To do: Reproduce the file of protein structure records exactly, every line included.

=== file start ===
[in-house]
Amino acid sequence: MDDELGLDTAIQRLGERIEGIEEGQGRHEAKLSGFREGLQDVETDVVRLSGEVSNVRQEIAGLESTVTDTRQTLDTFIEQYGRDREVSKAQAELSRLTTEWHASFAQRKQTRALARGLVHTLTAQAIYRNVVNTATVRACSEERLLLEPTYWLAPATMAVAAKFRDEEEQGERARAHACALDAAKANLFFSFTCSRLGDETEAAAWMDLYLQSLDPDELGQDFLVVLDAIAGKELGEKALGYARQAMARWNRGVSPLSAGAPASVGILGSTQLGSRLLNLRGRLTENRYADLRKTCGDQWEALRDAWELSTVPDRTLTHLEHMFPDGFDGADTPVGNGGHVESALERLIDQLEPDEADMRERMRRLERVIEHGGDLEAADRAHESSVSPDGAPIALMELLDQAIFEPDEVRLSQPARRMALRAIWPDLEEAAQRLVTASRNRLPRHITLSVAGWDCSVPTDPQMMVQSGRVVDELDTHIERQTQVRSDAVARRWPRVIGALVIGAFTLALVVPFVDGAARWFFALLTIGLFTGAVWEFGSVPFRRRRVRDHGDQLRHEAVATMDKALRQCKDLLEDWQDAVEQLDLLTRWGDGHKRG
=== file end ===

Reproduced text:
[in-house]
Amino acid sequence: MDDELGLDTAIQRLGERIEGIEEGQGRHEAKLSGFREGLQDVETDVVRLSGEVSNVRQEIAGLESTVTDTRQTLDTFIEQYGRDREVSKAQAELSRLTTEWHASFAQRKQTRALARGLVHTLTAQAIYRNVVNTATVRACSEERLLLEPTYWLAPATMAVAAKFRDEEEQGERARAHACALDAAKANLFFSFTCSRLGDETEAAAWMDLYLQSLDPDELGQDFLVVLDAIAGKELGEKALGYARQAMARWNRGVSPLSAGAPASVGILGSTQLGSRLLNLRGRLTENRYADLRKTCGDQWEALRDAWELSTVPDRTLTHLEHMFPDGFDGADTPVGNGGHVESALERLIDQLEPDEADMRERMRRLERVIEHGGDLEAADRAHESSVSPDGAPIALMELLDQAIFEPDEVRLSQPARRMALRAIWPDLEEAAQRLVTASRNRLPRHITLSVAGWDCSVPTDPQMMVQSGRVVDELDTHIERQTQVRSDAVARRWPRVIGALVIGAFTLALVVPFVDGAARWFFALLTIGLFTGAVWEFGSVPFRRRRVRDHGDQLRHEAVATMDKALRQCKDLLEDWQDAVEQLDLLTRWGDGHKRG